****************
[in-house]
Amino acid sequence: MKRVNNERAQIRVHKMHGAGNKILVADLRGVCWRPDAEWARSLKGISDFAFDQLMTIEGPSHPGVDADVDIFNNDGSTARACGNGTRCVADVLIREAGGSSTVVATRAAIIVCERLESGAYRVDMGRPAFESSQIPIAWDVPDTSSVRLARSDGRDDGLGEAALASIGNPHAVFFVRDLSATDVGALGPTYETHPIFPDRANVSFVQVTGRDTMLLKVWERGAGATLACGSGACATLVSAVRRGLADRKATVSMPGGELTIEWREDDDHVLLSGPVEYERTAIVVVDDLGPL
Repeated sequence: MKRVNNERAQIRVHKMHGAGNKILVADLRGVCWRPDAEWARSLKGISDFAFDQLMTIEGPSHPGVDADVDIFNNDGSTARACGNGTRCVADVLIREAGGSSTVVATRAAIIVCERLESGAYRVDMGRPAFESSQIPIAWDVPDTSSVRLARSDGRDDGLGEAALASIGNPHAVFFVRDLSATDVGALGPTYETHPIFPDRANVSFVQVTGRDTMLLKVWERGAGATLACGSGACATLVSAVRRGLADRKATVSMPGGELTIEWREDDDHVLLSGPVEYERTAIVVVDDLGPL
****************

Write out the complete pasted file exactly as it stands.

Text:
[in-house]
Amino acid sequence: MKRVNNERAQIRVHKMHGAGNKILVADLRGVCWRPDAEWARSLKGISDFAFDQLMTIEGPSHPGVDADVDIFNNDGSTARACGNGTRCVADVLIREAGGSSTVVATRAAIIVCERLESGAYRVDMGRPAFESSQIPIAWDVPDTSSVRLARSDGRDDGLGEAALASIGNPHAVFFVRDLSATDVGALGPTYETHPIFPDRANVSFVQVTGRDTMLLKVWERGAGATLACGSGACATLVSAVRRGLADRKATVSMPGGELTIEWREDDDHVLLSGPVEYERTAIVVVDDLGPL
Repeated sequence: MKRVNNERAQIRVHKMHGAGNKILVADLRGVCWRPDAEWARSLKGISDFAFDQLMTIEGPSHPGVDADVDIFNNDGSTARACGNGTRCVADVLIREAGGSSTVVATRAAIIVCERLESGAYRVDMGRPAFESSQIPIAWDVPDTSSVRLARSDGRDDGLGEAALASIGNPHAVFFVRDLSATDVGALGPTYETHPIFPDRANVSFVQVTGRDTMLLKVWERGAGATLACGSGACATLVSAVRRGLADRKATVSMPGGELTIEWREDDDHVLLSGPVEYERTAIVVVDDLGPL